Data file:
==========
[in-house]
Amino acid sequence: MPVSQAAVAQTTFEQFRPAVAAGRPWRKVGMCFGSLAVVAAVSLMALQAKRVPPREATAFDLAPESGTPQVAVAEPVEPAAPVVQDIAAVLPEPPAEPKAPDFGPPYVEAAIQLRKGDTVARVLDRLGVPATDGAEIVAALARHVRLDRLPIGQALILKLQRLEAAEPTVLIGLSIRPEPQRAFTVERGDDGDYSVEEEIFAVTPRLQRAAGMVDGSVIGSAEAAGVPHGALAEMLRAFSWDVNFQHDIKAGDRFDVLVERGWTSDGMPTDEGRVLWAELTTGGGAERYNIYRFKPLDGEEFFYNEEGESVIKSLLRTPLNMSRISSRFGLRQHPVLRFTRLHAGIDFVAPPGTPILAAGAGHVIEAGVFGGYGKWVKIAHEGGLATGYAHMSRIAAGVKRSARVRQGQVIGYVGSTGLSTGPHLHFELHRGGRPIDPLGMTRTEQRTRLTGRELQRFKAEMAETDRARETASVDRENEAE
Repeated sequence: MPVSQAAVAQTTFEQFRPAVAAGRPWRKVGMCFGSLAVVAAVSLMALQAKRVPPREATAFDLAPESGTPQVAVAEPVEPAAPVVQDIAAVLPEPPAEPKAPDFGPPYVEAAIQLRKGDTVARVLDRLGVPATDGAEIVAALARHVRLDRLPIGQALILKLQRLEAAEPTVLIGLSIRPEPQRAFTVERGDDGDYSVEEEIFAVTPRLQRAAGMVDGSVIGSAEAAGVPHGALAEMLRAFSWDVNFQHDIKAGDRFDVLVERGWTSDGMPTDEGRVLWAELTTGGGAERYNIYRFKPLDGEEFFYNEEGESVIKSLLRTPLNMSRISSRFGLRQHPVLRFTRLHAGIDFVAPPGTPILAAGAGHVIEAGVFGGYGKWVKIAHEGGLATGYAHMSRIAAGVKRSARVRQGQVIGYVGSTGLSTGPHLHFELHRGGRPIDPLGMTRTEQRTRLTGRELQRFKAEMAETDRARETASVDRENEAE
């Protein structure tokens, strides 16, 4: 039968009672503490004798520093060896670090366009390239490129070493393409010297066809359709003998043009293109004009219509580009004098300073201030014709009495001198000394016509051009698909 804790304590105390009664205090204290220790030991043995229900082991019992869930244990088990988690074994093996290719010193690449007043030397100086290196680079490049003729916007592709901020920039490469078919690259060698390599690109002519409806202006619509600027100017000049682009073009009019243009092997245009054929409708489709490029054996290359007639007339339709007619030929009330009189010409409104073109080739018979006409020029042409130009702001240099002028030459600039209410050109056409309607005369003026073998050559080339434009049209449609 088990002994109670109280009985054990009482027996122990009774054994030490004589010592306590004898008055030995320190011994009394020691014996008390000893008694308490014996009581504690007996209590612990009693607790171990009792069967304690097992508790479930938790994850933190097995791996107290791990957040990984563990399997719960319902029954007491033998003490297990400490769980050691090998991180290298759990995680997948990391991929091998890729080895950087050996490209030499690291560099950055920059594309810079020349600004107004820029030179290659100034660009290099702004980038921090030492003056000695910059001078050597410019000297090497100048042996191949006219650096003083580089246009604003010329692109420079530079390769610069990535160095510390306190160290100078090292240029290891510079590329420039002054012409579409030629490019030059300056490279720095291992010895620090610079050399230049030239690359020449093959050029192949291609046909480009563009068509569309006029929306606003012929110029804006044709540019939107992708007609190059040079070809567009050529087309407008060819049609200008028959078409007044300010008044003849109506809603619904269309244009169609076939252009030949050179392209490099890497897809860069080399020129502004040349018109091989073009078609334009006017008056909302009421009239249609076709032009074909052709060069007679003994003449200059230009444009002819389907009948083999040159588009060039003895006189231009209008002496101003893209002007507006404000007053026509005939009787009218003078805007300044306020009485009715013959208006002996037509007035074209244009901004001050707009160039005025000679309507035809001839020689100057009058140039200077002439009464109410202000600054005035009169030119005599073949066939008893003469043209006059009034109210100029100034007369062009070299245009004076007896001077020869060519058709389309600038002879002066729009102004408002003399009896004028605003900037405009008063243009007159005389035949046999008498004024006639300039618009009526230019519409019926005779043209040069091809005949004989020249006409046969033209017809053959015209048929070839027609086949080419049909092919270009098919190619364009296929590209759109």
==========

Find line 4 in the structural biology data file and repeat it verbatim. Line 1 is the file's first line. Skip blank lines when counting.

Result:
């Protein structure tokens, strides 16, 4: 039968009672503490004798520093060896670090366009390239490129070493393409010297066809359709003998043009293109004009219509580009004098300073201030014709009495001198000394016509051009698909 804790304590105390009664205090204290220790030991043995229900082991019992869930244990088990988690074994093996290719010193690449007043030397100086290196680079490049003729916007592709901020920039490469078919690259060698390599690109002519409806202006619509600027100017000049682009073009009019243009092997245009054929409708489709490029054996290359007639007339339709007619030929009330009189010409409104073109080739018979006409020029042409130009702001240099002028030459600039209410050109056409309607005369003026073998050559080339434009049209449609 088990002994109670109280009985054990009482027996122990009774054994030490004589010592306590004898008055030995320190011994009394020691014996008390000893008694308490014996009581504690007996209590612990009693607790171990009792069967304690097992508790479930938790994850933190097995791996107290791990957040990984563990399997719960319902029954007491033998003490297990400490769980050691090998991180290298759990995680997948990391991929091998890729080895950087050996490209030499690291560099950055920059594309810079020349600004107004820029030179290659100034660009290099702004980038921090030492003056000695910059001078050597410019000297090497100048042996191949006219650096003083580089246009604003010329692109420079530079390769610069990535160095510390306190160290100078090292240029290891510079590329420039002054012409579409030629490019030059300056490279720095291992010895620090610079050399230049030239690359020449093959050029192949291609046909480009563009068509569309006029929306606003012929110029804006044709540019939107992708007609190059040079070809567009050529087309407008060819049609200008028959078409007044300010008044003849109506809603619904269309244009169609076939252009030949050179392209490099890497897809860069080399020129502004040349018109091989073009078609334009006017008056909302009421009239249609076709032009074909052709060069007679003994003449200059230009444009002819389907009948083999040159588009060039003895006189231009209008002496101003893209002007507006404000007053026509005939009787009218003078805007300044306020009485009715013959208006002996037509007035074209244009901004001050707009160039005025000679309507035809001839020689100057009058140039200077002439009464109410202000600054005035009169030119005599073949066939008893003469043209006059009034109210100029100034007369062009070299245009004076007896001077020869060519058709389309600038002879002066729009102004408002003399009896004028605003900037405009008063243009007159005389035949046999008498004024006639300039618009009526230019519409019926005779043209040069091809005949004989020249006409046969033209017809053959015209048929070839027609086949080419049909092919270009098919190619364009296929590209759109």